Principles for a painted door test:
Treat people fairly. Allow them to express interest. When possible, also give them a chance to provide feedback.
Ensure users don’t end up stuck at a dead end. Provide a call to action or bring them back to their previous place in the flow.
Always close the loop with users and explain what you were testing.
Thank users for participating in the test and helping you improve your product.
Offer tangible benefits, such as being the first to know when the feature will be launched.
Painted Doors in life
You can also leverage this principle in life decisions, which can often feel fraught. Running painted door tests allows you to gather more information before committing. I remember when a friend of mine got job offers from both Facebook and Google. She decided to make the commute between her home and each office to get a feel for the traffic. After a few days of testing, she decided on the closer company, because the other commute would drain her energy and prevent her from performing at her best.
Before you buy a car, consider renting the same version to see how it feels. I wish we had done this with our Honda Odyssey. While we love the car, we only realized after we had bought it and taken it home that the backdoor gate is too short for us. We’re both tall and have hit our heads multiple times since (probably losing more than a few brain cells along the way).
Before we got our dog, I spent several hours at my friend Mauria’s house, playing with her Labradoodle, Coco. Surprisingly, despite a lifetime of allergies, I had a good time with Coco with nary a sniffle. My son also has bad allergies, so my next step was to bring all three kids to spend the afternoon with Coco. They walked her, played with her, and cuddled with her with no ill effects. It was only then that we started to believe hypoallergenic dogs were really an option for us. A month later, we adopted Wonton, our mini poodle.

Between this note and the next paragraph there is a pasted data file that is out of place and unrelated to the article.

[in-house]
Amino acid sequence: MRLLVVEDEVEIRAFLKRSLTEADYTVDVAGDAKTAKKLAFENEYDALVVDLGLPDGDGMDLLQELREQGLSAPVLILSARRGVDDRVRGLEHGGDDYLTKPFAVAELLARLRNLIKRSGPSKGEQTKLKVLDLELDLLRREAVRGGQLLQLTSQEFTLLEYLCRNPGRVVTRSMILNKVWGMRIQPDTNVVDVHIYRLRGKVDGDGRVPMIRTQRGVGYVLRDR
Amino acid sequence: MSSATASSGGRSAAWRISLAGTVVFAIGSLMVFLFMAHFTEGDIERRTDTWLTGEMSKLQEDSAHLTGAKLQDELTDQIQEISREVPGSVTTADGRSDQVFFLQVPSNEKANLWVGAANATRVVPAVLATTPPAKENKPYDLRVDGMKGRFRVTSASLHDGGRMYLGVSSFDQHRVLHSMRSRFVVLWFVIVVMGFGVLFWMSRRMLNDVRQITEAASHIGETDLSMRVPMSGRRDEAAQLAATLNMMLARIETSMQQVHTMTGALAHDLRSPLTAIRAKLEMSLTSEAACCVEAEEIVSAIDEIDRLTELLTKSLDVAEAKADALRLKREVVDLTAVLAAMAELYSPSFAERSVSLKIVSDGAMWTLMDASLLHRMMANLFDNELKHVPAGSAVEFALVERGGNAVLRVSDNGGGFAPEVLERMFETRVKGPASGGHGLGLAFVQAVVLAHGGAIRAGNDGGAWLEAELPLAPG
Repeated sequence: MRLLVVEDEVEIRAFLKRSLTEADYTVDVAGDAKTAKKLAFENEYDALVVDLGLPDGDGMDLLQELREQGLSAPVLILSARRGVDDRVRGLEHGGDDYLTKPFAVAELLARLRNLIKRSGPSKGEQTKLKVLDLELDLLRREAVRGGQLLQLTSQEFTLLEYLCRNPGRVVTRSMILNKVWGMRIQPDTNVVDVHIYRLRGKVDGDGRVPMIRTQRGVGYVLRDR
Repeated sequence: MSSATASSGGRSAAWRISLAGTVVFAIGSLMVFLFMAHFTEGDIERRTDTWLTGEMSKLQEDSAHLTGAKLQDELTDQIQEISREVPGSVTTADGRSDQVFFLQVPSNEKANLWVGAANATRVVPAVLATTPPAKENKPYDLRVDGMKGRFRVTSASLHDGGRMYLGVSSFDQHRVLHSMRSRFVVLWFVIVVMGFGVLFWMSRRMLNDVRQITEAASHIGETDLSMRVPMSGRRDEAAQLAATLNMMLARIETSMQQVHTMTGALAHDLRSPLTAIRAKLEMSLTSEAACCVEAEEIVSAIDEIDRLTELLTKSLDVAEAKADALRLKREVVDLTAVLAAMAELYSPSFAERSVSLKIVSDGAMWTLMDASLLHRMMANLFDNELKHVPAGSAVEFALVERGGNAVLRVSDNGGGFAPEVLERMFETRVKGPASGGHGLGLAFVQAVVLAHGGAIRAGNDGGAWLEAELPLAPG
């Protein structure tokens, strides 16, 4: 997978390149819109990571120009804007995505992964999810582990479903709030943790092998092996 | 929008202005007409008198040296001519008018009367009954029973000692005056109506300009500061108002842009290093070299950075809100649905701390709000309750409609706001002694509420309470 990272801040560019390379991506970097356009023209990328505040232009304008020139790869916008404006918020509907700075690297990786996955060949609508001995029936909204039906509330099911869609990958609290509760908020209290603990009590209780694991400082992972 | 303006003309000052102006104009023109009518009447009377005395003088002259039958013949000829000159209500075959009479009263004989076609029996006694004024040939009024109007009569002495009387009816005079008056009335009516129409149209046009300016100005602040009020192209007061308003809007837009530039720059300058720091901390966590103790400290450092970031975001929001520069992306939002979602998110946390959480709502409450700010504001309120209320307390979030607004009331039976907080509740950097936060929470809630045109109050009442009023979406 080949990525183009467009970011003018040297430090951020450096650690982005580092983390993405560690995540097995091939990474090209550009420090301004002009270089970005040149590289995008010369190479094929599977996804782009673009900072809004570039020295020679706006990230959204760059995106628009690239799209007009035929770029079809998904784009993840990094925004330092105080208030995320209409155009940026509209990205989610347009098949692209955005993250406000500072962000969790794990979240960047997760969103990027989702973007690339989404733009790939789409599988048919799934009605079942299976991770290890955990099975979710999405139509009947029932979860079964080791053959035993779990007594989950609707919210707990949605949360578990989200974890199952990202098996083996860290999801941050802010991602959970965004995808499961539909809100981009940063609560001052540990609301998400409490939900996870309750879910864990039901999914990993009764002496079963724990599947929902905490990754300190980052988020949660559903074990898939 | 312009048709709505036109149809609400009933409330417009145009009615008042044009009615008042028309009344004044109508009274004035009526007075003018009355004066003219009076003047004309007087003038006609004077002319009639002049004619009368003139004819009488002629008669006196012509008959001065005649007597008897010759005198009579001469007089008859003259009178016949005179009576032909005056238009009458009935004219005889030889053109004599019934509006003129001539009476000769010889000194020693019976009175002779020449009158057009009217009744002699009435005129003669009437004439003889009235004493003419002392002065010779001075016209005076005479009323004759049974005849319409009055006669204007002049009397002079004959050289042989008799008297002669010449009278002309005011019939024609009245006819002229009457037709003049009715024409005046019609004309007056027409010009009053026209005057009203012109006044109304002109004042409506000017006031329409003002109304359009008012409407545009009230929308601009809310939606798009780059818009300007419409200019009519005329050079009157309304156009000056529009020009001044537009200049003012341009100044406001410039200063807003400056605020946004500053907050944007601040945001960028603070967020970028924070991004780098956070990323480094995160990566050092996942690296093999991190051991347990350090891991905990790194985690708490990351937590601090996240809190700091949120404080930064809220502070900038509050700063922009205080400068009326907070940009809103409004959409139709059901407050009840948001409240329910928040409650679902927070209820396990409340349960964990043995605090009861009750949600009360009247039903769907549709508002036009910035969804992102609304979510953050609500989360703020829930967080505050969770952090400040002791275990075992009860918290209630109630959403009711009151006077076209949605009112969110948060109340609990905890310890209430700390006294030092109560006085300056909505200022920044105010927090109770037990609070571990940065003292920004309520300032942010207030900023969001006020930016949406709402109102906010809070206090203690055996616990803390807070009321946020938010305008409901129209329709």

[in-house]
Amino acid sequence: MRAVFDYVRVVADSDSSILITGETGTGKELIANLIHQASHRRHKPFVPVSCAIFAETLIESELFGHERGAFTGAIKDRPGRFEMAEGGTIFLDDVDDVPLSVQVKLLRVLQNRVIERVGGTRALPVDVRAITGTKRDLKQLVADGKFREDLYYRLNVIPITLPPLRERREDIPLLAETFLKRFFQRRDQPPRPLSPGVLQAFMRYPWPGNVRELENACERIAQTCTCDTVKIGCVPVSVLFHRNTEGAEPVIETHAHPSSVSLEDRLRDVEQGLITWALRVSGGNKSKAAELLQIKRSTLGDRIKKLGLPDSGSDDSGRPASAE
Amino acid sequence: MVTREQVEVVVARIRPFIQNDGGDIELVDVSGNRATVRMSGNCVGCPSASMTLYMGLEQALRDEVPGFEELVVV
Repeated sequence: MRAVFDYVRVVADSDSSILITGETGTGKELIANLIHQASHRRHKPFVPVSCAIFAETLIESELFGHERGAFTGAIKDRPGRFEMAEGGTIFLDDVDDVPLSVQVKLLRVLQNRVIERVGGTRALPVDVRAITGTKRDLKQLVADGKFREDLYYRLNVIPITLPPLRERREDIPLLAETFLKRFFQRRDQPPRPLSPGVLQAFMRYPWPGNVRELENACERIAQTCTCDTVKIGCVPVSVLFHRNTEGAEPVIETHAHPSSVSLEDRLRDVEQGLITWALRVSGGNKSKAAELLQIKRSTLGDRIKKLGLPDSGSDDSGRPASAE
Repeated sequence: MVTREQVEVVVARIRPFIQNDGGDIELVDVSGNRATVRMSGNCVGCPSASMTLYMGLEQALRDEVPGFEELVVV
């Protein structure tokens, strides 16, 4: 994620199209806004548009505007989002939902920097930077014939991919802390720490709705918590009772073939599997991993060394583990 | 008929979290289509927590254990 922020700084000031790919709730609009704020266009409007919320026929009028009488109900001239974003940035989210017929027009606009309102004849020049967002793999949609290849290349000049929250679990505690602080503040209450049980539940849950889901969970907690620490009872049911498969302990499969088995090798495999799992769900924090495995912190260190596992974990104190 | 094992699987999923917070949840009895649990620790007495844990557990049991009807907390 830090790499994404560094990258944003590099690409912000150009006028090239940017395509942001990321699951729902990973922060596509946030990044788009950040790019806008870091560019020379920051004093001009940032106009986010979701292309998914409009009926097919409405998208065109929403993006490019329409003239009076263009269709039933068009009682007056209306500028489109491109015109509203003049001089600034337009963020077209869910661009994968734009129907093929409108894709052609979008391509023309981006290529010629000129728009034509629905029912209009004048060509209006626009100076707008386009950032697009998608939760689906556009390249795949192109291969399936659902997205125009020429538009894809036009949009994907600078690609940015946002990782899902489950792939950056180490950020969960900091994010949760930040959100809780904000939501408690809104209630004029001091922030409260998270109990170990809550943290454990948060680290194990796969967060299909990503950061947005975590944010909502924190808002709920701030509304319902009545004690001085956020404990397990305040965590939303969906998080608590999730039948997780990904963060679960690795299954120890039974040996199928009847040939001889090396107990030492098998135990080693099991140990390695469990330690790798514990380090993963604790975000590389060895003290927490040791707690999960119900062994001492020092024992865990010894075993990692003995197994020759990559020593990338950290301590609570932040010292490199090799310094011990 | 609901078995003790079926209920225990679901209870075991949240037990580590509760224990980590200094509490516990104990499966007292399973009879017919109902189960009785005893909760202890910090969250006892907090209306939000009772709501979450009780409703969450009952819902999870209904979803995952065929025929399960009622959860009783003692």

The examples don’t stop there. If you are unsure about joining a company, consider asking to shadow someone for a day to get more information. Sit in on a few meetings, chat with the people around the office, and get a feel for what the culture is like. If you are undecided about moving to another city, try staying there in a rented home for a few weeks to see how the environment feels. Before we moved to Santa Clara, we drove down a few times and walked around the neighborhood at dusk, something we had planned to do daily once we got there. This gave us a feel for what it would be like. If you are undecided about a long-term relationship, travel together to a foreign country for at least two or three weeks. How you handle the stress of traveling in a place where you don’t speak the language can tell you a lot about a person (Amazing Race couples who fall apart, I’m looking at you!).
Painted door tests provide you with additional information that you can’t gather elsewhere. This can help you make life decisions—especially big ones—with more context and confidence.
Testing, iterating, and learning are important practices, and they can have a positive impact—both on your products and in your life. By adding painted doors to your arsenal of tools, you are further equipping yourself to make the right decisions and invest your time and resources in the right things.